A Curated Print Exhibition From Marlborough Fine Art, London
In 1970 Allen Jones exhibited for the first time a group of three fibreglass sculptures: Hatstand, Table and Chair depicted young attractive women in the role of furniture. Almost immediately, the works attracted criticism from some of the public and the press, meeting strong protests from feminists.
As often happens with highly criticised art works, Jones’ sculptures became not only notorious, but also iconic, so that the three pieces made their way into collective imagery, inspiring the film director Stanley Kubrick for a scene of his cult movie A Clockwork Orange (1971).
The three sculptures by Jones represented a highlight within the artist’s work drawing on the most disparate sources of ‘low’ culture: girlie and fetish magazines, film posters, advertisements, billboards, pin-up calendars, newspapers, cartoon strips, blue movies, erotic ephemera, soft-porn novels, mail-order catalogues, material often promoting a highly idealised image of the female body through anatomical distortions and exaggerations.
This imagery and research on the female figure served as a common base for a group of artist and friends that had entered the Royal College in 1959. Aiming to revitalize post-war representational art otherwise swept away by Abstract Expressionism, they were soon to be associated with the British Pop Art movement. Amongst these students were the American R.B. Kitaj, slightly older than Allen Jones, Derek Boshier, Peter Phillips and David Hockney – Joe Tilson had been at the college just a few years earlier.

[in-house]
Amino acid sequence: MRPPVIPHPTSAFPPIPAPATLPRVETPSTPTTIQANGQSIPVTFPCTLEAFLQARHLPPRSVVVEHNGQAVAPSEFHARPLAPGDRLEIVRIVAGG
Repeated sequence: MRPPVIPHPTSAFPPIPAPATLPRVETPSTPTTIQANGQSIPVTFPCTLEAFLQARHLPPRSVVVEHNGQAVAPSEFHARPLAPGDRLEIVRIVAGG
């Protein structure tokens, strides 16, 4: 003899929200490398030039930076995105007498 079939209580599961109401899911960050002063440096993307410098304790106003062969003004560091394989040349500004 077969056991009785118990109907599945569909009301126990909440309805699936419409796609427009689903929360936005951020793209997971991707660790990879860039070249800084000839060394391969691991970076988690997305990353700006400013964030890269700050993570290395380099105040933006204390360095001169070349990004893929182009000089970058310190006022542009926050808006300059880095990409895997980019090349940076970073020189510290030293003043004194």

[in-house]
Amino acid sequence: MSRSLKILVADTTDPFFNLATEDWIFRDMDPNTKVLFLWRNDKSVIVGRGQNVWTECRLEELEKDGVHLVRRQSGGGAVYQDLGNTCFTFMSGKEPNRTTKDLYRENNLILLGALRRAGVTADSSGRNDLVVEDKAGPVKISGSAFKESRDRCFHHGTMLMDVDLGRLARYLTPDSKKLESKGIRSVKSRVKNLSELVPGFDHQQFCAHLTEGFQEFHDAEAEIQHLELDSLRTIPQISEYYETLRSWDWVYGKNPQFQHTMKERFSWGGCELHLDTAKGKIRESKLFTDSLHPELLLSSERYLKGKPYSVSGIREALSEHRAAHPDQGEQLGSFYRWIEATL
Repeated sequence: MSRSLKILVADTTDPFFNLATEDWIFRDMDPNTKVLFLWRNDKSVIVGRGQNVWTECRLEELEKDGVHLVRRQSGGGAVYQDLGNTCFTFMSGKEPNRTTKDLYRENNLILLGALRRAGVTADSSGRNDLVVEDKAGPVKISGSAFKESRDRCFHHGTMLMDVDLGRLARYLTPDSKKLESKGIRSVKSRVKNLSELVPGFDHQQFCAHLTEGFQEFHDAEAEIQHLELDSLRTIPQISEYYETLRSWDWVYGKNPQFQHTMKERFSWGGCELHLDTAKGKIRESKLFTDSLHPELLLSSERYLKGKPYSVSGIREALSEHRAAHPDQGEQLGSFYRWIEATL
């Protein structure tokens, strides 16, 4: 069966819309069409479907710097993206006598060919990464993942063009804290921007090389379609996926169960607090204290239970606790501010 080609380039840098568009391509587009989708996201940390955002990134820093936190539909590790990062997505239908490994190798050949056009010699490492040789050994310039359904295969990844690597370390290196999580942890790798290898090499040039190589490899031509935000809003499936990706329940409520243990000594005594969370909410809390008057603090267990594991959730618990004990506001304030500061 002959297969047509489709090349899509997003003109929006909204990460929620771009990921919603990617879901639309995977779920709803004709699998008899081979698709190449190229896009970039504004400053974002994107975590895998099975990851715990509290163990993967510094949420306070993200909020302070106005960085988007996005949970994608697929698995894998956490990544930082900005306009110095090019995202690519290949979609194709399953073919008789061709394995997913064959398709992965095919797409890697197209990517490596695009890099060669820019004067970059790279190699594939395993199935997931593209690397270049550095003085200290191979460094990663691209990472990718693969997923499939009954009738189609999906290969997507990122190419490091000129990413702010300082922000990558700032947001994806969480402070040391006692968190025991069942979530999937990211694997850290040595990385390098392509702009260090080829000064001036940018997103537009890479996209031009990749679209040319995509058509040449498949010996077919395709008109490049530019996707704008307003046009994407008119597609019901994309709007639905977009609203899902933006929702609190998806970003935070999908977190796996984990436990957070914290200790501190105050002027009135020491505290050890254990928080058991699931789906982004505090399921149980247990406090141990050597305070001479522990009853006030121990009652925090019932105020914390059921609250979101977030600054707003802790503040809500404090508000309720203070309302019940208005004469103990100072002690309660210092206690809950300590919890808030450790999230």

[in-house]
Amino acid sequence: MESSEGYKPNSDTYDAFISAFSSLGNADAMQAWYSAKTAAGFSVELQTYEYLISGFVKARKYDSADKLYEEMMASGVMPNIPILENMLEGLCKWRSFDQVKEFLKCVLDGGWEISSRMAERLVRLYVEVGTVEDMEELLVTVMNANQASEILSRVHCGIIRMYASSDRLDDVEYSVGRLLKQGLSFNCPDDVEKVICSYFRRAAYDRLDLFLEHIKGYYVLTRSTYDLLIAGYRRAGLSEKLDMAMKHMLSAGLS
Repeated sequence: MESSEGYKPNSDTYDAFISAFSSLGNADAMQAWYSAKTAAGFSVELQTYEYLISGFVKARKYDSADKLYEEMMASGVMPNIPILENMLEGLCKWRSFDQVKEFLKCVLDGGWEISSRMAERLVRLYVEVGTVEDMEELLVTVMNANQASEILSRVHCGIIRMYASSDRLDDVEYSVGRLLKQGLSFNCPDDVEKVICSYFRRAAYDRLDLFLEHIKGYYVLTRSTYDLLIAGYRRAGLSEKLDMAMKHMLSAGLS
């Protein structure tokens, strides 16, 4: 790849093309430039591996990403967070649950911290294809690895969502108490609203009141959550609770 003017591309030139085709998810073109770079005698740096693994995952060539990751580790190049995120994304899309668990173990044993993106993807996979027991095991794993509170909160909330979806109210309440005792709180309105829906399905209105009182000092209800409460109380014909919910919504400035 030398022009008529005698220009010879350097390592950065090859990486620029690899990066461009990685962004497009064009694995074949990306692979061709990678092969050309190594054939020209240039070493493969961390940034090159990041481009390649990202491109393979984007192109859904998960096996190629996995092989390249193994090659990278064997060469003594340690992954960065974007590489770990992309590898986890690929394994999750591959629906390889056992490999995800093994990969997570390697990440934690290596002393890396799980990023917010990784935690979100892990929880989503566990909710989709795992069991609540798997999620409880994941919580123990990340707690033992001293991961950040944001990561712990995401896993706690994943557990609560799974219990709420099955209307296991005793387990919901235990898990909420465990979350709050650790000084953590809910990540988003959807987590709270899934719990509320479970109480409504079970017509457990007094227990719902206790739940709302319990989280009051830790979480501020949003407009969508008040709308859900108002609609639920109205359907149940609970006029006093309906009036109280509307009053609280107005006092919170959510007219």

In different ways and following their own interests, these artists have explored the theme of the female figure as filtered by popular culture, mixing it with examples drawn from other sources, such as art history.
Kitaj, for instance, used more or less explicit images as the main source for some of his prints. Following a common practice for Kitaj (and for the other artists of the group too), some of the imagery he later employed drew on his earlier works, in an interesting game of self-quotation. For instance, in The Red Dancer of Moscow, Kitaj has reused the central figure from Cutie, and the female head from another print, Orgasm which also appears in Addled Art. Some other prints refer directly to the art works of others: as an example, the lithograph Barcelonetta plays with the theme of the prostitute in art, paying homage to Toulouse-Lautrec.
A similar approach to low-culture images can be detected in Joe Tilson’s works from the series Pages, three-dimensional wooden grids that mimicked the layout of radical newspapers and magazines of the period. Page 19, He, She, & It represent the newspapers International Times, featuring screenprints of articles and images of women printed on soft pillow-like fabric, sewn by Tilson’s wife Morton.
The selection of etchings by David Hockney presented in this catalogue slightly moves away from referencing media culture, investigating the role of the female figure in popular fairy tales. The etchings from Illustrations for Six Fairy Tales from the Brothers Grimm illustrate stories that deal with female characters, being the witch, the princess and the fairy all different aspects of the same feminine archetype.
The online show ends with a group of works by Jones from the 2000s, depicting the artist’s unmistakable eroticism.